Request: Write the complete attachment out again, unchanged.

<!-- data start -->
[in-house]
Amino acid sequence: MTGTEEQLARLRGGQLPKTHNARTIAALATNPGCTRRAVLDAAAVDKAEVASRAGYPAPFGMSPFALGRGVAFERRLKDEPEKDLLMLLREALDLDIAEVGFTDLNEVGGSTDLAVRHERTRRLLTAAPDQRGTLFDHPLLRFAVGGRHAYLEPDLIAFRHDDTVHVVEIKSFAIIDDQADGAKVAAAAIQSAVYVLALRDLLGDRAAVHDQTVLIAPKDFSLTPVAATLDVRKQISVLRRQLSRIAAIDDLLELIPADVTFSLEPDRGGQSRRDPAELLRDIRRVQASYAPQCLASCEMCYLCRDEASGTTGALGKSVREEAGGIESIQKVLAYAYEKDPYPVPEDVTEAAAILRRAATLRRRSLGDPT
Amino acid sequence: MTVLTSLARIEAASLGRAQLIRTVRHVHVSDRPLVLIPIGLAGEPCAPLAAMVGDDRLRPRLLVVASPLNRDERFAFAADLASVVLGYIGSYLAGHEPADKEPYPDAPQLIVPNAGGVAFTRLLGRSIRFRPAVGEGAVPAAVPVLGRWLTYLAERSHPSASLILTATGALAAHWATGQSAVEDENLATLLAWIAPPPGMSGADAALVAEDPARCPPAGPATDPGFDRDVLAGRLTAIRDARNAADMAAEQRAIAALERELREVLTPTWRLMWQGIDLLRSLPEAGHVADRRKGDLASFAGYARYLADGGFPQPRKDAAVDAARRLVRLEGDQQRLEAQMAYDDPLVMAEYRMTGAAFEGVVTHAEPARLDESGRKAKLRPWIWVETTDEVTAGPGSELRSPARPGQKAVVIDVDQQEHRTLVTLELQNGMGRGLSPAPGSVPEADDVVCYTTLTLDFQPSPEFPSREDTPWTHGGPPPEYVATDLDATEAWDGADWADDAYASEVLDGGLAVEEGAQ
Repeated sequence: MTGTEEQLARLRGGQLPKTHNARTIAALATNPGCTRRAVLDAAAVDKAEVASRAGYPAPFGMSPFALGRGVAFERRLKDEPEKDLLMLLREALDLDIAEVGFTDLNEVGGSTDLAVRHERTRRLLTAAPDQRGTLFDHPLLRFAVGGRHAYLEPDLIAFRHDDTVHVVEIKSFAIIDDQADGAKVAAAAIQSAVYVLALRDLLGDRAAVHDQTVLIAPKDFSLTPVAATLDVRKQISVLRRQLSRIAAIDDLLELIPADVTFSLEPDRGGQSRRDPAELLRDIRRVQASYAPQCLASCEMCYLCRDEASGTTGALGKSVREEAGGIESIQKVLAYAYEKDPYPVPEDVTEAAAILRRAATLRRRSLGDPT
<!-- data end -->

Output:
[in-house]
Amino acid sequence: MTGTEEQLARLRGGQLPKTHNARTIAALATNPGCTRRAVLDAAAVDKAEVASRAGYPAPFGMSPFALGRGVAFERRLKDEPEKDLLMLLREALDLDIAEVGFTDLNEVGGSTDLAVRHERTRRLLTAAPDQRGTLFDHPLLRFAVGGRHAYLEPDLIAFRHDDTVHVVEIKSFAIIDDQADGAKVAAAAIQSAVYVLALRDLLGDRAAVHDQTVLIAPKDFSLTPVAATLDVRKQISVLRRQLSRIAAIDDLLELIPADVTFSLEPDRGGQSRRDPAELLRDIRRVQASYAPQCLASCEMCYLCRDEASGTTGALGKSVREEAGGIESIQKVLAYAYEKDPYPVPEDVTEAAAILRRAATLRRRSLGDPT
Amino acid sequence: MTVLTSLARIEAASLGRAQLIRTVRHVHVSDRPLVLIPIGLAGEPCAPLAAMVGDDRLRPRLLVVASPLNRDERFAFAADLASVVLGYIGSYLAGHEPADKEPYPDAPQLIVPNAGGVAFTRLLGRSIRFRPAVGEGAVPAAVPVLGRWLTYLAERSHPSASLILTATGALAAHWATGQSAVEDENLATLLAWIAPPPGMSGADAALVAEDPARCPPAGPATDPGFDRDVLAGRLTAIRDARNAADMAAEQRAIAALERELREVLTPTWRLMWQGIDLLRSLPEAGHVADRRKGDLASFAGYARYLADGGFPQPRKDAAVDAARRLVRLEGDQQRLEAQMAYDDPLVMAEYRMTGAAFEGVVTHAEPARLDESGRKAKLRPWIWVETTDEVTAGPGSELRSPARPGQKAVVIDVDQQEHRTLVTLELQNGMGRGLSPAPGSVPEADDVVCYTTLTLDFQPSPEFPSREDTPWTHGGPPPEYVATDLDATEAWDGADWADDAYASEVLDGGLAVEEGAQ
Repeated sequence: MTGTEEQLARLRGGQLPKTHNARTIAALATNPGCTRRAVLDAAAVDKAEVASRAGYPAPFGMSPFALGRGVAFERRLKDEPEKDLLMLLREALDLDIAEVGFTDLNEVGGSTDLAVRHERTRRLLTAAPDQRGTLFDHPLLRFAVGGRHAYLEPDLIAFRHDDTVHVVEIKSFAIIDDQADGAKVAAAAIQSAVYVLALRDLLGDRAAVHDQTVLIAPKDFSLTPVAATLDVRKQISVLRRQLSRIAAIDDLLELIPADVTFSLEPDRGGQSRRDPAELLRDIRRVQASYAPQCLASCEMCYLCRDEASGTTGALGKSVREEAGGIESIQKVLAYAYEKDPYPVPEDVTEAAAILRRAATLRRRSLGDPT